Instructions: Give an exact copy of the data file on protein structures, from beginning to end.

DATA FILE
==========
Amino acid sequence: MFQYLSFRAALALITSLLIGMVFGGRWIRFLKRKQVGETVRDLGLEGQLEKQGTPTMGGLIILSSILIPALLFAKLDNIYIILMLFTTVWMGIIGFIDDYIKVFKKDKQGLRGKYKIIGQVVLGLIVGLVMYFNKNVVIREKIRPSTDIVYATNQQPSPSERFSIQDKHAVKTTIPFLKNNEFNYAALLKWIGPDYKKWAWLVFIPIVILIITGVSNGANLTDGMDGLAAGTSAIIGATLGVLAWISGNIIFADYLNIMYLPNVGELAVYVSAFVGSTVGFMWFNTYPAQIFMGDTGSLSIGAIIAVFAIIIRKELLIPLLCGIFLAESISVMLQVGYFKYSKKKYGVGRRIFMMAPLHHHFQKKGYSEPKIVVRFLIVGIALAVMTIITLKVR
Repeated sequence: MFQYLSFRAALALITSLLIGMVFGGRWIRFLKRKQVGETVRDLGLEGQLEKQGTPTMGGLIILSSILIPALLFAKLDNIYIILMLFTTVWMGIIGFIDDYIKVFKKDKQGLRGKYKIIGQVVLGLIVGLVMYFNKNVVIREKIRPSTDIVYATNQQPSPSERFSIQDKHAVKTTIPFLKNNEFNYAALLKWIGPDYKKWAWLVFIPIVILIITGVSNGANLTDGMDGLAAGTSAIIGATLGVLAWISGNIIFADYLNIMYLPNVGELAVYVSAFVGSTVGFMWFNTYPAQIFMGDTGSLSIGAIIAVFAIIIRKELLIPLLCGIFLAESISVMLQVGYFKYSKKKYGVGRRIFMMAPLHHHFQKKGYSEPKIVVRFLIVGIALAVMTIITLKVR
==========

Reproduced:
Amino acid sequence: MFQYLSFRAALALITSLLIGMVFGGRWIRFLKRKQVGETVRDLGLEGQLEKQGTPTMGGLIILSSILIPALLFAKLDNIYIILMLFTTVWMGIIGFIDDYIKVFKKDKQGLRGKYKIIGQVVLGLIVGLVMYFNKNVVIREKIRPSTDIVYATNQQPSPSERFSIQDKHAVKTTIPFLKNNEFNYAALLKWIGPDYKKWAWLVFIPIVILIITGVSNGANLTDGMDGLAAGTSAIIGATLGVLAWISGNIIFADYLNIMYLPNVGELAVYVSAFVGSTVGFMWFNTYPAQIFMGDTGSLSIGAIIAVFAIIIRKELLIPLLCGIFLAESISVMLQVGYFKYSKKKYGVGRRIFMMAPLHHHFQKKGYSEPKIVVRFLIVGIALAVMTIITLKVR
Repeated sequence: MFQYLSFRAALALITSLLIGMVFGGRWIRFLKRKQVGETVRDLGLEGQLEKQGTPTMGGLIILSSILIPALLFAKLDNIYIILMLFTTVWMGIIGFIDDYIKVFKKDKQGLRGKYKIIGQVVLGLIVGLVMYFNKNVVIREKIRPSTDIVYATNQQPSPSERFSIQDKHAVKTTIPFLKNNEFNYAALLKWIGPDYKKWAWLVFIPIVILIITGVSNGANLTDGMDGLAAGTSAIIGATLGVLAWISGNIIFADYLNIMYLPNVGELAVYVSAFVGSTVGFMWFNTYPAQIFMGDTGSLSIGAIIAVFAIIIRKELLIPLLCGIFLAESISVMLQVGYFKYSKKKYGVGRRIFMMAPLHHHFQKKGYSEPKIVVRFLIVGIALAVMTIITLKVR